Then Peter preached to Cornelius’ (entirely) Gentile household, and you might have guessed the church would be off to the races, heading for the harvest fields of the nations. But for the next couple of years, a question dogged the church: Do Gentile converts need to embrace Judaism or not? This question divided the church, which slowed the church. Finally, they all came together in Jerusalem to figure out what God was up to. Peter testified, and so did Paul and Barnabas. They had gone into Gentile territory and preached with amazing results. God was at work among the nations. James, the brother of Jesus, gave the synopsis, determining that God had not and would not ask Gentiles to convert to Judaism when receiving the Gospel. The church said “Yes” and “Amen” and ran with that conclusion, and the good news launched out to the world.

It was not until the church was unified that they began to see exponential fruit among the nations. As long as the debate raged on about who God was targeting with His Gospel—and how—the church could never run. But once clear direction and unity were received, the Gospel exploded throughout the world. Unhindered by the unnecessary trappings of what Judaism had become, the church was able to flow with the message of the cross into every part of society.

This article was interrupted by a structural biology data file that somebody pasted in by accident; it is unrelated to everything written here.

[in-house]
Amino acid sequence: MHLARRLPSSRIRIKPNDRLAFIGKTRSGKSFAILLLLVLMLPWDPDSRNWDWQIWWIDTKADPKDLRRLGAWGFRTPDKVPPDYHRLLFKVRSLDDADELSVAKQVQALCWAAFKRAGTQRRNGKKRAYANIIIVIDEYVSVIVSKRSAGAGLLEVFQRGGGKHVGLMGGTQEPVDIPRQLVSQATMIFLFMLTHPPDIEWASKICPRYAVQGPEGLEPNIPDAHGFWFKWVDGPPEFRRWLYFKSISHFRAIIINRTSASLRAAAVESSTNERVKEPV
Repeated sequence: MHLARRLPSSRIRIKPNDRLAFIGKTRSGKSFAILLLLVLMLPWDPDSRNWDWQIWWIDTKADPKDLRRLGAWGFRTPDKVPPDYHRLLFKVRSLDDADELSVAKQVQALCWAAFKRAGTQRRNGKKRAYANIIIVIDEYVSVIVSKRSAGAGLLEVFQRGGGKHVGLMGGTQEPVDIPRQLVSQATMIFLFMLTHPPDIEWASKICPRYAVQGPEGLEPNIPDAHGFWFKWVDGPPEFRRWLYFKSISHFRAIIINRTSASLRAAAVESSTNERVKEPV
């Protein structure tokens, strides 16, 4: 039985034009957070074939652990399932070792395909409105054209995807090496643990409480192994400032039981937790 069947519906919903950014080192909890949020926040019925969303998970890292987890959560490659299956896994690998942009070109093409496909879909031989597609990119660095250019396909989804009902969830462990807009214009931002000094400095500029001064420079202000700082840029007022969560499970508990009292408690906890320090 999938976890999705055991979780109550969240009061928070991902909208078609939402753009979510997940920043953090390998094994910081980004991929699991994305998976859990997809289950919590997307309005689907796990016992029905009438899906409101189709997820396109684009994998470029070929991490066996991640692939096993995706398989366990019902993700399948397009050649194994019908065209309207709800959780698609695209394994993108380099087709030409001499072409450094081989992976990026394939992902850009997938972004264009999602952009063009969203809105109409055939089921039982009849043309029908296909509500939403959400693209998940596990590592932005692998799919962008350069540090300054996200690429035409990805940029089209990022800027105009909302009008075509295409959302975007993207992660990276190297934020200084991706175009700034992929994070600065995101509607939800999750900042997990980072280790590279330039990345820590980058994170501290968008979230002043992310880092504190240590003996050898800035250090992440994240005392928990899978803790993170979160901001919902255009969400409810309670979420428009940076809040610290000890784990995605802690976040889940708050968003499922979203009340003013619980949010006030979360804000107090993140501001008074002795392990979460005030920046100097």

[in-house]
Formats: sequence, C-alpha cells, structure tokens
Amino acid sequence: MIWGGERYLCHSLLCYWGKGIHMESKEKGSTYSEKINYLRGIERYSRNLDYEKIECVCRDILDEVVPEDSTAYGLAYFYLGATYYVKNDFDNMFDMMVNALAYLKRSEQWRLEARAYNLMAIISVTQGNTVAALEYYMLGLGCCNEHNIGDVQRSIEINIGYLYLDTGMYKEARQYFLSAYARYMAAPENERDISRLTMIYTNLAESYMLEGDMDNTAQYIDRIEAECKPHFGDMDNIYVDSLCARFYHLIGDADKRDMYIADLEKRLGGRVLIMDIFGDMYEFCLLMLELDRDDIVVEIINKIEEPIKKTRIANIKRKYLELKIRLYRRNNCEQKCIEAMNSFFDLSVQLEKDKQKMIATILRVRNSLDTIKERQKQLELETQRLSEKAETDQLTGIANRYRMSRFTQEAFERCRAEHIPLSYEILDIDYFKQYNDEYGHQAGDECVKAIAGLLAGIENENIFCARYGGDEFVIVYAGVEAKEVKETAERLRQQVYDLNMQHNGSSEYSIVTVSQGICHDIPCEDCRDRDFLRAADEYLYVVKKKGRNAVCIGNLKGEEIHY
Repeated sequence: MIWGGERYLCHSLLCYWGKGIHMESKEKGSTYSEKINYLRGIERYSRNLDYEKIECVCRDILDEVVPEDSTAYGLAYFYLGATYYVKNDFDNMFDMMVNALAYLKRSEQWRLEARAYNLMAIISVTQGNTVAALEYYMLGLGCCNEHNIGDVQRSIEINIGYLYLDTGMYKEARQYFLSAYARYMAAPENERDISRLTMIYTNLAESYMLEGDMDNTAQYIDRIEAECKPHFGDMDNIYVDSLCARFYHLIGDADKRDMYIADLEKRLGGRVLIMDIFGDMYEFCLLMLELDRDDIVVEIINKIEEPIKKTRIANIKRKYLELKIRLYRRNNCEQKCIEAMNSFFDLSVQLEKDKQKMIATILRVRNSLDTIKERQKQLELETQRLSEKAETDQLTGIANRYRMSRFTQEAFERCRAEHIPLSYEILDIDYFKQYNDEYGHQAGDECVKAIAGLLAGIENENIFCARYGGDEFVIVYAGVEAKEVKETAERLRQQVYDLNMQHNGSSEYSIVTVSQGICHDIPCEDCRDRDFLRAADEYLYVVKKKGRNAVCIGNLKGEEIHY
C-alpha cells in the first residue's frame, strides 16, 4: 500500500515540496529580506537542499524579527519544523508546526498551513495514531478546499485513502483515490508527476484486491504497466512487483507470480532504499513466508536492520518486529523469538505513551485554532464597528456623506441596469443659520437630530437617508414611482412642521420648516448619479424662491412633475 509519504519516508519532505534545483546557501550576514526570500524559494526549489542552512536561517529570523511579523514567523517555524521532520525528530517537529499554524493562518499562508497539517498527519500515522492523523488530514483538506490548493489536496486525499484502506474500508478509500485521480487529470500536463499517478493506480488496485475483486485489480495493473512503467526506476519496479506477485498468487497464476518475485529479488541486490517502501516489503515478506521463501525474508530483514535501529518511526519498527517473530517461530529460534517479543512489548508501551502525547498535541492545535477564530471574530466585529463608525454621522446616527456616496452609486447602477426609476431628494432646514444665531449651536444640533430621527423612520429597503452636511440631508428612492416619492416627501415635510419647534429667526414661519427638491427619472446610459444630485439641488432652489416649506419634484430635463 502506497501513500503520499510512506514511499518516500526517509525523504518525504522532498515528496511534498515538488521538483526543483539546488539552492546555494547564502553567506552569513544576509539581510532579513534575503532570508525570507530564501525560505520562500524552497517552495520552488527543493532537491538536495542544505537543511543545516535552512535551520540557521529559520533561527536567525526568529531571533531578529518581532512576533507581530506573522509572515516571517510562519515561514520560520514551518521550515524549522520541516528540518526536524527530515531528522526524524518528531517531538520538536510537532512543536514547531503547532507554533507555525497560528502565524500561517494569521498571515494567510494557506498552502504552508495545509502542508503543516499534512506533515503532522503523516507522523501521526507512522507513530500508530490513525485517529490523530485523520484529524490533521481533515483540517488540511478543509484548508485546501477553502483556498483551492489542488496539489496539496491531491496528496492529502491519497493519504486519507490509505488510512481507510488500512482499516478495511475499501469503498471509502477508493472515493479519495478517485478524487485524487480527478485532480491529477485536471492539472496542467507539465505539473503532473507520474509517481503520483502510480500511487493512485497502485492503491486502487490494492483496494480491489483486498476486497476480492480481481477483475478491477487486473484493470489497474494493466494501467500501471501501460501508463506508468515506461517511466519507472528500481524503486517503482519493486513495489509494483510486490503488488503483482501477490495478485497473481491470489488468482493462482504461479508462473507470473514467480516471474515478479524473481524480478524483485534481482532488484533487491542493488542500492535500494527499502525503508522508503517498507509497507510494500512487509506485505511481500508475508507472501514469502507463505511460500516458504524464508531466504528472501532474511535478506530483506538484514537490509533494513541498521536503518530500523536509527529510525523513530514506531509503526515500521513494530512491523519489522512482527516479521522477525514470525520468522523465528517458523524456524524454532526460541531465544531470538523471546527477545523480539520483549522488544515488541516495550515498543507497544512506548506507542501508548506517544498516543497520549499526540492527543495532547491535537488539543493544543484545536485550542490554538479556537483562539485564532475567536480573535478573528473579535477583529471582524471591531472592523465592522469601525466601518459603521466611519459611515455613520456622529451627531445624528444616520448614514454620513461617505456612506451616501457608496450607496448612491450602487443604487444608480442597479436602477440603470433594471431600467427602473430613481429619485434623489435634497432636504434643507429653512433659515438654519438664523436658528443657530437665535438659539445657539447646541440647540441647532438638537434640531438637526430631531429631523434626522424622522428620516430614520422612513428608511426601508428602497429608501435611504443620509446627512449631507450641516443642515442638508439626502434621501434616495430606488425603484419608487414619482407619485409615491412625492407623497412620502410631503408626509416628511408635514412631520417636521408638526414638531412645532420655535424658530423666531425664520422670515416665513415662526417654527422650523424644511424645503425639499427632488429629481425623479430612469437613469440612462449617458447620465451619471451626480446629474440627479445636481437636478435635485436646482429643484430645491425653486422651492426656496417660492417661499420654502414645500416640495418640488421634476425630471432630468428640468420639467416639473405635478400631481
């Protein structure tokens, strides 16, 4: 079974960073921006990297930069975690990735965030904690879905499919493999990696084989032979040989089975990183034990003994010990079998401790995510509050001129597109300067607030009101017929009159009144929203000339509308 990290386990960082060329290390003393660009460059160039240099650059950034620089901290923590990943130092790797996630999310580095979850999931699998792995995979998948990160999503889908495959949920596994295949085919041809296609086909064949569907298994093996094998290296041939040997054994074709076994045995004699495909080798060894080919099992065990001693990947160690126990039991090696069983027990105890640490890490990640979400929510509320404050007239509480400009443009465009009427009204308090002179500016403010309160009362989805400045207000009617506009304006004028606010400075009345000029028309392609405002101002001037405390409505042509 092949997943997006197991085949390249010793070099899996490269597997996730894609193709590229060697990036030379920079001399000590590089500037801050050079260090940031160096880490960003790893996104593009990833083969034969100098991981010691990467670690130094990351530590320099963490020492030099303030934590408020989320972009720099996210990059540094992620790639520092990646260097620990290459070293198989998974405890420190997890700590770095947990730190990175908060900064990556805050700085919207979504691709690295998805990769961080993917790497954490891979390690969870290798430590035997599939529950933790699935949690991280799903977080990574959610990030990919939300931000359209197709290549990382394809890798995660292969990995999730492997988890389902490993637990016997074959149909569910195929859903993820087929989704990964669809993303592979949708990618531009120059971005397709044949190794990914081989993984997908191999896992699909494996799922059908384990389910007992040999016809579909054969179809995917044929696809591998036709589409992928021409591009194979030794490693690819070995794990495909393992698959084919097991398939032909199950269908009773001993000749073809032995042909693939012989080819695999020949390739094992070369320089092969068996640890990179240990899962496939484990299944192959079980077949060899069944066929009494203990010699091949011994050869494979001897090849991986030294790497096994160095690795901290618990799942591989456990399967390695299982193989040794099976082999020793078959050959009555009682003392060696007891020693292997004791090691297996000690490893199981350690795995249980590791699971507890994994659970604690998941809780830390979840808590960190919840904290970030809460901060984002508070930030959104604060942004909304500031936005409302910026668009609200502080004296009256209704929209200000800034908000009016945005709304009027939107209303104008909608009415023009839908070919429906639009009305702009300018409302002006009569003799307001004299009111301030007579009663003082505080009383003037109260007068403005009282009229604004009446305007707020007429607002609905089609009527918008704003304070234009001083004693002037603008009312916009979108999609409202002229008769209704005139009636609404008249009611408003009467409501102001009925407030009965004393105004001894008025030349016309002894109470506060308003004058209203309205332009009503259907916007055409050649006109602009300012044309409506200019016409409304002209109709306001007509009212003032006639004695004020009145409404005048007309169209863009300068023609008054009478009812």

Many of the disappointments in church-work flow from expectations unshared by others. Those disappointments flow from a lack of unity. Churches, families, marriages, friendships, and workplaces ought to fight for unity of vision, a singularity of expectation. It is good and pleasant, healthy and enjoyable.

As a local church pastor, I have discovered the health and joy that flows from a more unified church. You will never have unity with all people, but when it grows among a group of people, there is beauty. Fruit begins to burst forth, grace begins to flow, and joy begins to become predominant.